Comparison of State SBAE Standards and AFNR Standards at Each Level of Bloom’s Taxonomy
|South Carolina |
Research Objective 2: At what Level of Bloom’s Cognitive Taxonomy are the South Carolina SBAE Standards Written
The second objective explored South Carolina SBAE standards for animal science to be analyzed using Bloom’s taxonomy shown in Figure 1 (i.e., remember, understand, apply, analyze, evaluate, and create). The South Carolina standards align to remember (12%) and understand (56%) levels of rigor, which were limited to basic cognition tasks representing knowledge (Anderson et al., 2001). In addition, the wording of South Carolina SBAE standards and action verbs indicated the intended level of rigor at basic knowledge levels of remember and understand. Eleven percent of standards used the action verb discuss to represent lower cognitive tasks.
Furthermore, South Carolina SBAE content and program standard’s strength and value were hard to measure due to the limited number of standards per each of the 19 courses in the animal science pathway. Courses within the South Carolina SBAE animal science pathway ranged from 46 to zero standards, with an average of eight and a median of six. Additionally, five of the 19 South Carolina SBAE animal science pathway courses had no animal science standards. Table 3 compares the number of standards at each of the six levels of Bloom’s (1956) taxonomy with each of the 19 courses in the animal science career pathway in South Carolina.
Comparison of South Carolina SBAE Course Specific Standards at Each Level of Bloom’s Taxonomy
|South Carolina SBAE course||I||II||III||IV||V||VI||Total Standards per course|
|5624 – Agricultural Science |
|5691 – Agricultural and |
|5620 – Agricultural Science |
and Technology for the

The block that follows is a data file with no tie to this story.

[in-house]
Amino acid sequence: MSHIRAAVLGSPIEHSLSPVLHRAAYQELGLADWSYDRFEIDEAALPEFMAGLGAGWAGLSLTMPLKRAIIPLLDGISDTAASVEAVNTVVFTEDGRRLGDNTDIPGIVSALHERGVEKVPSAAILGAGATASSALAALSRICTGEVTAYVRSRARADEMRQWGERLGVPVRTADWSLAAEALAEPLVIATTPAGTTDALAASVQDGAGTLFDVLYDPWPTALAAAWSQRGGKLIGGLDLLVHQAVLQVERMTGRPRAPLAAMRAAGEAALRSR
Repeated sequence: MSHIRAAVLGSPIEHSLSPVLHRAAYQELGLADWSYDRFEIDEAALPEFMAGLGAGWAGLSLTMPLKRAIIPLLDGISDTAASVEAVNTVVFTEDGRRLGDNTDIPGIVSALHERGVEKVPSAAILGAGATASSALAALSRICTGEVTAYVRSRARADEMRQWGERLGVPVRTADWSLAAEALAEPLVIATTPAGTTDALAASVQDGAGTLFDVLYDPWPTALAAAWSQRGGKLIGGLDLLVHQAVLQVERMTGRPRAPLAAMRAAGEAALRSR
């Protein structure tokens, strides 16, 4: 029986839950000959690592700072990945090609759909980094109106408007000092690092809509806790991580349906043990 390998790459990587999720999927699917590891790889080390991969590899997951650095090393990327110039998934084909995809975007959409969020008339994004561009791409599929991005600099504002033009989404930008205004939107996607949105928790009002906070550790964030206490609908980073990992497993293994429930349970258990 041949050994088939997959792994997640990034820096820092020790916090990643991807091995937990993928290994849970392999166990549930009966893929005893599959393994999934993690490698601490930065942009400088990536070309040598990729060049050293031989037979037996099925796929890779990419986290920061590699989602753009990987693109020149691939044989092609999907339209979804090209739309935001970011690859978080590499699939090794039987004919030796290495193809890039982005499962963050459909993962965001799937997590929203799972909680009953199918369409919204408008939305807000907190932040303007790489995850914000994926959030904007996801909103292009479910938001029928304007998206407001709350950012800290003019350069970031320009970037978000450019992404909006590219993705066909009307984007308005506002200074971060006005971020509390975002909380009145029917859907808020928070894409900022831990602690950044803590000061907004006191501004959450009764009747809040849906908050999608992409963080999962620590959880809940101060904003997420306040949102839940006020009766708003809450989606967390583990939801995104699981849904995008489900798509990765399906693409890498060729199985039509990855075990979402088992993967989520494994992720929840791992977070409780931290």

|5600 – AgriBusiness and |
|5614 – Agricultural Crop |
|5660 – Agricultural |
|5663 – Aquaculture||3||1||4||0||0||0||8|
|5692 – Biosystems Mechanics |
|5679 – Equine Science||2||12||2||1||0||2||19|
|5657 – Food Processing||0||1||0||0||0||0||1|
|5646 – Cattle Production||0||6||1||2||1||1||11|
|5647 – Farm Animal |
|5612 – Small Animal Care||6||30||2||2||0||6||46|
|5613 – Introduction to |
|5627 – Soil and Water |
|5630 – Soil and Soilless |
|5603 – Animal Science||0||4||2||1||3||0||10|
|5621 – Equipment Operations |
|5608/5609a – Animal Science |
for the Workplace I and II
Note. aCourse codes 5608 and 5609 represent the same course that is to be taken concurrently within an academic year. For the purpose of our standard analysis, they have been counted as a single and complete course.
Research Objective 3: How does the Level of Rigor Compare Between the South Carolina SBAE Standards and AFNR Standards
The final objective compared the level of rigor between the South Carolina SBAE standards and AFNR standards for the animal science pathway. Ninety-five percent of AFNR standards for the Animal Systems Career Pathway have expected student learning outcomes at or above the applying level, whereas 31% of South Carolina SBAE Animal Science standards were found in corresponding levels of Bloom’s Taxonomy.
Conclusions, Recommendations, and Discussion